A necropsy did not determine anything suspicious or unusual about the death of a Great Blue Heron on the Crofton waterfront.
Lack of food will do that to animals in the wild.
With the herons being an endangered species, the carcass of the bird led to concerns about whether something untoward might have happened. However, that didn’t turn out to be the case.
“It was pretty decomposed,” said Dr. Helen Schwantje, a wildlife veterinarian for the provincial government in the Forests, Lands and Natural Resource Operations of Wildlife Management.
“We actually sent it to the Agriculture lab in Abbotsford and there was no evidence of disease.”
The Ministry of Agriculture team at the B.C. Animal Health Centre has expertise in veterinary diagnostic testing.
“I can do some things, but not everything so we routinely send birds there,” said Schwantje. “It’s part of the protocol we do.”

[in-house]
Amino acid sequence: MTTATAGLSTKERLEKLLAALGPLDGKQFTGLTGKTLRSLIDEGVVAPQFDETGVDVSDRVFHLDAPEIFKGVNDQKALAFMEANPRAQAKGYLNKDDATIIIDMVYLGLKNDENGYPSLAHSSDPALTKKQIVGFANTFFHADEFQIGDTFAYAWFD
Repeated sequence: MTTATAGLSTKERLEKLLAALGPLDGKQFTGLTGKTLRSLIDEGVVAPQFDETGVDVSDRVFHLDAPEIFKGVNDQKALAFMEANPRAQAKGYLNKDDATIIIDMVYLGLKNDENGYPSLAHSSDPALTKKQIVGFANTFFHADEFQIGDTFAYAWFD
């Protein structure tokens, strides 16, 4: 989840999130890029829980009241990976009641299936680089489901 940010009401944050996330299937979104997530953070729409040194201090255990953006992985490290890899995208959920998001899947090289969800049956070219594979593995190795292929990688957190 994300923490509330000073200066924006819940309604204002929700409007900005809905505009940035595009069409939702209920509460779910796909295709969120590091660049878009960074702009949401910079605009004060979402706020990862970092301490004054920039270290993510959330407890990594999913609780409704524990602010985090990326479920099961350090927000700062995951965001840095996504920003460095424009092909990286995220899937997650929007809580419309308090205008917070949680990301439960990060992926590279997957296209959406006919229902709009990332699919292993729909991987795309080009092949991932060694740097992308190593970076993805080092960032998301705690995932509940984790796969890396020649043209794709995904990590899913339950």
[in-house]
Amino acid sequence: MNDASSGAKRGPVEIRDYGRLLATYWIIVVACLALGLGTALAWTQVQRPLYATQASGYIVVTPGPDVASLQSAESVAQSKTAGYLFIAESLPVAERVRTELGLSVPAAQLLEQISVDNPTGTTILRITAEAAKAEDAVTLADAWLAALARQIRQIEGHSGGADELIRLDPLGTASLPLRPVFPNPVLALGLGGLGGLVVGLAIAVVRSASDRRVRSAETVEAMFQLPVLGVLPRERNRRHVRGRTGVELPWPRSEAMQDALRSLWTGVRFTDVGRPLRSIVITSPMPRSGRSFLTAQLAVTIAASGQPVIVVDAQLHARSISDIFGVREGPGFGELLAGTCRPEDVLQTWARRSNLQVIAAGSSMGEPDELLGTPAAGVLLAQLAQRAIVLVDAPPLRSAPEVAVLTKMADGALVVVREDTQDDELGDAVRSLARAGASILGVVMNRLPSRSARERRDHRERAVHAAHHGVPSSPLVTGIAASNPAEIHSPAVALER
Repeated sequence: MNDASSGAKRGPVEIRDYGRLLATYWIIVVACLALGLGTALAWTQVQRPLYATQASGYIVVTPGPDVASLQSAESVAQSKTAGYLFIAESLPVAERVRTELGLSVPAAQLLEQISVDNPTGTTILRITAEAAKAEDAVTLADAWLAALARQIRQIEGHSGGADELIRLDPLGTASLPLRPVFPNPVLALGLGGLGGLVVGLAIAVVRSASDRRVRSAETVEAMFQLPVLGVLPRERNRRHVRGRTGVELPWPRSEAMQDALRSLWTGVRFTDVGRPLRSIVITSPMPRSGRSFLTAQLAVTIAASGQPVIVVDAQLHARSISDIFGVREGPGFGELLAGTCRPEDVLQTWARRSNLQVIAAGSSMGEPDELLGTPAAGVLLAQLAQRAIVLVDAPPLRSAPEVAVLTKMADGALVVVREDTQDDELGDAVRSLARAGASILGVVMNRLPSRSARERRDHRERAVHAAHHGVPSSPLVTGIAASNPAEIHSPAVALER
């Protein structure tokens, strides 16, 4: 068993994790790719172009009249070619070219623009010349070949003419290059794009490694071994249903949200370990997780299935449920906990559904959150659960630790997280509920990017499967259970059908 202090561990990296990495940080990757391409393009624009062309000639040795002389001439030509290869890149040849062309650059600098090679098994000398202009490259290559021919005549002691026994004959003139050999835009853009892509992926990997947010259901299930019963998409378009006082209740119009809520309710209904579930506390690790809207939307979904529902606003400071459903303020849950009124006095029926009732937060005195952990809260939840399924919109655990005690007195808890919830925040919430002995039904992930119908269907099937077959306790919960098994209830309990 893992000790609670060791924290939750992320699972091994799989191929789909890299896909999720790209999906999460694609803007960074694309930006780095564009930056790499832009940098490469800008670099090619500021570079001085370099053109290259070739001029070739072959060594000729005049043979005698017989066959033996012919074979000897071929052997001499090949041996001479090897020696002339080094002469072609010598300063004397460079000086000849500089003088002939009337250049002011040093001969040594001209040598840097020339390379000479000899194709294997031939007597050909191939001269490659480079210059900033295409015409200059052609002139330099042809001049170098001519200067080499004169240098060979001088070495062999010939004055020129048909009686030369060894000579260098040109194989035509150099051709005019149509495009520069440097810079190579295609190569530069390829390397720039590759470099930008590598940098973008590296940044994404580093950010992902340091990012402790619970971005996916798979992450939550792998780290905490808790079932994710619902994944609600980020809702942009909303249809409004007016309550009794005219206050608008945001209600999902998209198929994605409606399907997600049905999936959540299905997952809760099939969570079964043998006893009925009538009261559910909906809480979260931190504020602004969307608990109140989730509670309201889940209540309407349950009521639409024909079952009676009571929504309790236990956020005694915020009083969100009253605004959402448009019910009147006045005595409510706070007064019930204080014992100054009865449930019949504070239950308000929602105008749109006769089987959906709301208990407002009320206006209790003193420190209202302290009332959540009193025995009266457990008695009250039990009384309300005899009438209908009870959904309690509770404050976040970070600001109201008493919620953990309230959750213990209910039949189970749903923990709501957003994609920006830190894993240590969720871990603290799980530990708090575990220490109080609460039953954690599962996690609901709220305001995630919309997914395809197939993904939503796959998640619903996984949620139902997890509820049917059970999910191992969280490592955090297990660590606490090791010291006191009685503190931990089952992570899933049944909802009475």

The report that came back indicated the adult male heron’s death could be attributed to emaciation. It had been suffering from starvation and there was no indication of any other contributing factors.
Schwantje added it’s always good to keep an eye on these deaths as they occur in the event of salmonella or other diseases being contributing factors.
According to a 2018 report by the Canadian Wildlife Health Cooperative, starvation, without any other predisposing disease, is among the most common causes of mortality documented in great blue herons they’ve studies.
“Indeed, primary starvation was determined to be the cause of mortality in 26% of the 297 great blue herons submitted to our lab since 1993,” the report states.
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